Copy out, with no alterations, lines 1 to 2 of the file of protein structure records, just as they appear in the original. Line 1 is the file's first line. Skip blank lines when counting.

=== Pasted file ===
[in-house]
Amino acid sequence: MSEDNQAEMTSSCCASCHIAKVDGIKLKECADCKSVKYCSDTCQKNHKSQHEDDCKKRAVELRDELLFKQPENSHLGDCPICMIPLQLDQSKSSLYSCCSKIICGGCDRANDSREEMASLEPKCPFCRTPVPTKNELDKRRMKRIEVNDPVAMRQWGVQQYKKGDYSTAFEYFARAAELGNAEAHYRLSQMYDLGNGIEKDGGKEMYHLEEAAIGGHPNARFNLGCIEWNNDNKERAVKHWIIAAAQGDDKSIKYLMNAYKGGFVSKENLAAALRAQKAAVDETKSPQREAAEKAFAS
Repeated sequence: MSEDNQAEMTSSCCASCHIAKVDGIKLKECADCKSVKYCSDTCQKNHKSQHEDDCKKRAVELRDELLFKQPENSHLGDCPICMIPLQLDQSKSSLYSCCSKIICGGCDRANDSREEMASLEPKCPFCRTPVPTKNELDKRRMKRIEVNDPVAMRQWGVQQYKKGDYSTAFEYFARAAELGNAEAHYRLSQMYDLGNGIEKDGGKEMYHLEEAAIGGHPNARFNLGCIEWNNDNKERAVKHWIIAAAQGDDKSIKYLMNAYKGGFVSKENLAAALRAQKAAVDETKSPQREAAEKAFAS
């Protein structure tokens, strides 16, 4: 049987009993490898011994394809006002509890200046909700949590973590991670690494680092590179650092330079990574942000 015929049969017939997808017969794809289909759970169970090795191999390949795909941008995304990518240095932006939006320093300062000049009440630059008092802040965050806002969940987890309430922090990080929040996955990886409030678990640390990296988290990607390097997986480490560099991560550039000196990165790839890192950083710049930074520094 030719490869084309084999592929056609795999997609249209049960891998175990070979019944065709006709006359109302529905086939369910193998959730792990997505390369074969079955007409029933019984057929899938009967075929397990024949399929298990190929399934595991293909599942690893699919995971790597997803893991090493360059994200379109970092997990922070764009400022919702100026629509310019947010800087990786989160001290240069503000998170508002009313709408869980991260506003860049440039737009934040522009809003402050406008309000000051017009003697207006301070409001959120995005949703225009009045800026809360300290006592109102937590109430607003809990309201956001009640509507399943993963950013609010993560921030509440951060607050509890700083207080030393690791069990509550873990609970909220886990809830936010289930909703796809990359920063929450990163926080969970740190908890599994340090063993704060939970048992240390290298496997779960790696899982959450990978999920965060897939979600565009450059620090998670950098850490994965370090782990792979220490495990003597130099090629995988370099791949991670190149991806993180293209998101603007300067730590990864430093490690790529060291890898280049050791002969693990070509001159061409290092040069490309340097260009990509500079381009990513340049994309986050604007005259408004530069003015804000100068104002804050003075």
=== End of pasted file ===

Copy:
[in-house]
Amino acid sequence: MSEDNQAEMTSSCCASCHIAKVDGIKLKECADCKSVKYCSDTCQKNHKSQHEDDCKKRAVELRDELLFKQPENSHLGDCPICMIPLQLDQSKSSLYSCCSKIICGGCDRANDSREEMASLEPKCPFCRTPVPTKNELDKRRMKRIEVNDPVAMRQWGVQQYKKGDYSTAFEYFARAAELGNAEAHYRLSQMYDLGNGIEKDGGKEMYHLEEAAIGGHPNARFNLGCIEWNNDNKERAVKHWIIAAAQGDDKSIKYLMNAYKGGFVSKENLAAALRAQKAAVDETKSPQREAAEKAFAS